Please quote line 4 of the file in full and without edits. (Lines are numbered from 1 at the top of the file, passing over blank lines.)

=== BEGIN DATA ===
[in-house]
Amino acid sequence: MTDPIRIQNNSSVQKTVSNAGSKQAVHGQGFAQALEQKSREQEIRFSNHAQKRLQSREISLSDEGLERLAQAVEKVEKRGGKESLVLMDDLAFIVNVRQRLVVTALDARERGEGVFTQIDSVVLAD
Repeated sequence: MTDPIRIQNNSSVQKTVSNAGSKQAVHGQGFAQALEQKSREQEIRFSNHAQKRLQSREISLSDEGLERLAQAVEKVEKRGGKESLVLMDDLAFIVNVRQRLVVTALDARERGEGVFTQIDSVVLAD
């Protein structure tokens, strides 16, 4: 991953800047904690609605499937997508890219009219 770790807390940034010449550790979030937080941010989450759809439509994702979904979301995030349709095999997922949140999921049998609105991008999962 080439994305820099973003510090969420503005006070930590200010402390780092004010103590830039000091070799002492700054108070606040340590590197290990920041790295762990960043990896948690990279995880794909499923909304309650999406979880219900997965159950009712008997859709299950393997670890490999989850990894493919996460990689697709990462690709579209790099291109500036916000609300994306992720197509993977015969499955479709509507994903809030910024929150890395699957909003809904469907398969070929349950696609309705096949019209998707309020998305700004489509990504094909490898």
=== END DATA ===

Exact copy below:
């Protein structure tokens, strides 16, 4: 991953800047904690609605499937997508890219009219 770790807390940034010449550790979030937080941010989450759809439509994702979904979301995030349709095999997922949140999921049998609105991008999962 080439994305820099973003510090969420503005006070930590200010402390780092004010103590830039000091070799002492700054108070606040340590590197290990920041790295762990960043990896948690990279995880794909499923909304309650999406979880219900997965159950009712008997859709299950393997670890490999989850990894493919996460990689697709990462690709579209790099291109500036916000609300994306992720197509993977015969499955479709509507994903809030910024929150890395699957909003809904469907398969070929349950696609309705096949019209998707309020998305700004489509990504094909490898």